Entries in Heritage Breeds (44)

Monday
Feb132017

Apostle becomes Royalty



When we went searching for a bull, we had one major criterion in mind.  We wanted a bull that ultimately produced fantastic grass fed beef.  Our decision to choose Apostle as our herd sire had some rather exciting confirmation this Week.  Judy Decker, the previous owner of Apostle, let us know that his daughter Calamity Jane (pictured above) was awarded the 2017 National Championship in carcass quality.  This means that when the best of the best Galloway in the entire nation got together to decide which cattle would make the best beef, Apostle's daughter was determined to be the Grand Champion.  
It is interesting how this is determined.  They use a very sophisticated ultrasound system to be able to measure ribeye sections, backfat and even intramuscular fat while the animal is still alive and then make a judgment on the quality of the beef.   

We were very proud to hear that the progeny of our new Herd Sire had such great results and wait anxiously (about three years from now!) to taste the results of adding him to our herd.  

Sunday
Feb052017

If you had to just buy half a pig...which side would you buy?


 
 
It's like having a meat counter at your house every day!

We will be having a set of our very special organic fed and Pasture Raised Heritage hogs going to the Butcher this month.  It has been a  couple months since we have offered any of our pork in bulk and I know there are several people excited to get their orders in.  If you want to buy our pork in the most CONVENIENT and VALUED way, this is your chance!

When you buy pork by the half, you get important perks unavailable when you buy it by the cut.
 
  • The first is price - at $6/# hanging weight, this is the most economical way to buy our amazing pork.  You make one purchase at great savings over individual cuts.
  • Perhaps the most important reason to buy our pork in bulk is CONVENIENCE.  When you buy an entire half of pork you have essentially done a large part of your meat shopping for several months -- with one purchase.  Now, whenever you want to serve your family a very special meal of heritage pork -- all you have to is walk a couple steps to your freezer and pick out the packages that sound the best to you for dinner that night.  
  • Another key perk is cut CHOICE.  Do you want thick or thin bacon?  Do you like your sausage hot or mild?  How many chops per package are convenient for you?  What about the thickness of your chops?  It's your choice!  Laura or Jeff will call you and easily walk through the steps to ensure you get exactly what you need for a multitude of meals at your fingertips.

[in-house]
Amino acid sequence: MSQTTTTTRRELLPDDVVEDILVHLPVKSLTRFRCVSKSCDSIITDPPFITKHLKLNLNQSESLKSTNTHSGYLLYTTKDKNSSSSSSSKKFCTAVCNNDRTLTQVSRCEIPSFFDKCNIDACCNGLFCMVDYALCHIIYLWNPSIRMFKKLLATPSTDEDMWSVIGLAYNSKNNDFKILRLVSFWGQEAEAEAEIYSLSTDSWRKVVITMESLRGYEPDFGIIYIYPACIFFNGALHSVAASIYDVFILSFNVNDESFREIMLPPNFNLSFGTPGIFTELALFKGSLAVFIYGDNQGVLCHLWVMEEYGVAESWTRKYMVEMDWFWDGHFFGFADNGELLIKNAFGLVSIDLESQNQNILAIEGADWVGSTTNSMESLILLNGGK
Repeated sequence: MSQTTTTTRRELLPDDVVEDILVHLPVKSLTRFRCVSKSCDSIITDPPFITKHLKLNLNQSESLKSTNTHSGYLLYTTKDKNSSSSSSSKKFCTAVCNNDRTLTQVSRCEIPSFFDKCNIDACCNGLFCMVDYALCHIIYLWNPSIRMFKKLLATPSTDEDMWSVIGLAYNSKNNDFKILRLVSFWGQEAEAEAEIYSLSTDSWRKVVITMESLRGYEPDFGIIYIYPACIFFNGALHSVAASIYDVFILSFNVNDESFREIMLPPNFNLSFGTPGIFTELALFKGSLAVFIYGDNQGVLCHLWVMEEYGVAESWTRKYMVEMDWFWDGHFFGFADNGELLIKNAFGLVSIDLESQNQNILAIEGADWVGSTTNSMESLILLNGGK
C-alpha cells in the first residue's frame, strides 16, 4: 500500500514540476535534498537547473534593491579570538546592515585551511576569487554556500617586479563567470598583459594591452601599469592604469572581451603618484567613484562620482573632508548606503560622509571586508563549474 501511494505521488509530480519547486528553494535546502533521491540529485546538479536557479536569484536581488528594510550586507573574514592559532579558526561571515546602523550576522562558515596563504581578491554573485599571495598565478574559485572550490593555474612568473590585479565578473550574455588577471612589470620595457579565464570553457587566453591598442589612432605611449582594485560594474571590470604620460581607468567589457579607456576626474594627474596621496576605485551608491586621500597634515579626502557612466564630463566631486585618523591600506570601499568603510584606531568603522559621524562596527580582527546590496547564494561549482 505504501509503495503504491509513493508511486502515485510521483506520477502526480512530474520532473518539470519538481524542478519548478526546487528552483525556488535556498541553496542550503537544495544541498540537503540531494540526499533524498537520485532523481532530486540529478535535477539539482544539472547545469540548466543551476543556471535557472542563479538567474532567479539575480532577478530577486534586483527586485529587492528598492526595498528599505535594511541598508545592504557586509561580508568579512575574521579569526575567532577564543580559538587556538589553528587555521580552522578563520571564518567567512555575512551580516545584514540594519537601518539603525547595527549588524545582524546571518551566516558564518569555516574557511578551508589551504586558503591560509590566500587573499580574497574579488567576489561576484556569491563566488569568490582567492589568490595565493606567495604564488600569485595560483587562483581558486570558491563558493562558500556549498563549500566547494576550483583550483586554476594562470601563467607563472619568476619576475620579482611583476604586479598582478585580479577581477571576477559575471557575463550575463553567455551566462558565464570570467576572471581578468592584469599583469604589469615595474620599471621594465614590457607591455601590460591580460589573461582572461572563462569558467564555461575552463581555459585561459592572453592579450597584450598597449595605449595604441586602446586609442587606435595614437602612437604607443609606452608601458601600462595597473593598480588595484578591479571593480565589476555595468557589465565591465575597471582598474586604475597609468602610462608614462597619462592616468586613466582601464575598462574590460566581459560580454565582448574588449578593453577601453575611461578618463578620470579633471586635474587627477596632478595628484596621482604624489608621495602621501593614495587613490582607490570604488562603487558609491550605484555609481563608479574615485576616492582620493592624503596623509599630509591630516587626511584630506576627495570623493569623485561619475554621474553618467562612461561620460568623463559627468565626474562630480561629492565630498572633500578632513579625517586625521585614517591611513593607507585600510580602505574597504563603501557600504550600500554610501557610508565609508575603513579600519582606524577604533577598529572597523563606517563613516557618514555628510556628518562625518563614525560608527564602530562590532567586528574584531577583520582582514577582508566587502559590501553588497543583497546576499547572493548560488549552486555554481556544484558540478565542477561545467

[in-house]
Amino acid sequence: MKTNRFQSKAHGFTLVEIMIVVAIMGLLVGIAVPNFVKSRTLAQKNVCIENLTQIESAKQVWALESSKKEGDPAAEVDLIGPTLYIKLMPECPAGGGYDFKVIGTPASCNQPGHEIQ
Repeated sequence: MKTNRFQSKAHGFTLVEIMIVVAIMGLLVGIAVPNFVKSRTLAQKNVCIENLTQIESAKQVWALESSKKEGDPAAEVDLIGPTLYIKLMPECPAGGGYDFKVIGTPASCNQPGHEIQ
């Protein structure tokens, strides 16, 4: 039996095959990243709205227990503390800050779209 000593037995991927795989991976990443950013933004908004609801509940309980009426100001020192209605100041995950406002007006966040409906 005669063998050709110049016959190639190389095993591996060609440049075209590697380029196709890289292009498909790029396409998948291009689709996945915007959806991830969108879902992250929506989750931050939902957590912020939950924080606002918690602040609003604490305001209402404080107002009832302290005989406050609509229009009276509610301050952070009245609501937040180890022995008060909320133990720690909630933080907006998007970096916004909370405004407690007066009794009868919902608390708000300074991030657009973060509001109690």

To see what buying half a pork would be like -- Visit this blog post on our site that details exactly what buying 1/2  pig looks like --- 

The cost is $6/# hanging weight and the typical 1/2 a hog weighs 80-100 pounds.  All processing fees are included in the price.  
 

Buying Pork by the side from Synergistic Acres


We are anticipating the weight of our pigs to be 300 pounds on the hoof.  The price you pay for the pigs is not based on this weight, however, it is based on hanging weight.

When you buy half a pig, your price would be based on half of that hanging weight.  In this example, that would be 108 pounds.  

(24) Porterhouse pork chops 14.51#
(2) Jowl bacon 2.04#
(2) Bacon ends 1.5#
(7) Bacon 7.2#
(6) Ground Pork 6#
(5) Shoulder Roasts 19.97#
(2) Ossobucco 4.3#
(1) Pork season (stew meat) 2.13#
(1) Country style ribs 2.15#
(1) Spare ribs 5.14#
(2) Lard 4.19#
(1) Ears 0.5#
(1) Tail 0.25#
(2) Trotters 3.55#
(2) Cured hams 23.42#

The cost of the pork is $6/# based on the hanging weight of the animal.  For our typical pig with a hanging weight of 215 pounds, a half would cost $6*(215/2) =$648. 
 
Therefore, your final cost on a typical pig would be $6/# of hanging weight = $648 + $30 curing fee = $678.  Your actual cost will depend on the weight of the side you order.  This will provide most families with a year of pork. 

We are excited to be able to offer this naturally-raised, woodlot, heritage pork to you & appreciate your support as we have worked to grow this unique product for you.
 
We must have our orders by Sunday, FEBRUARY 12
.  

Simply send us an email letting us know you are interested We will get back with you and find out how you want it cut, how to send in the deposit and arrange for delivery.  Your pork will be ready for delivery early-March.
Friday
Nov182016

Leasing land for our cattle

It has been an exceptionally beautiful fall, full of nice weather and adequate rainfall. This had made our pastures look especially good as they begin preparations to head into winter.  We want a nice, healthy stand of thick grass going into winter because that ensures we have great grass coming into Spring.  

One of the ways we ensure this is making sure all our pastures get the rest they need to recover from their previous grazing.  In our rotational grazing system, the ground has a high degree of impact for a very short amount of time.  For cattle, this means they are only on any one particular piece of land for one day before being moved to the next pasture.  After one day of heavy impact, the ground then recovers for anywhere from 30 - 180 days before once again having one day of impact.  This form of grazing mimics nature and how grasslands were created with the gigantic herds of migrating bison.   They would come through an area, eat it down and plow it up with their hooves - but then move on.  This periodic disturbance followed by time to rest creates robust and healthy ecosystems.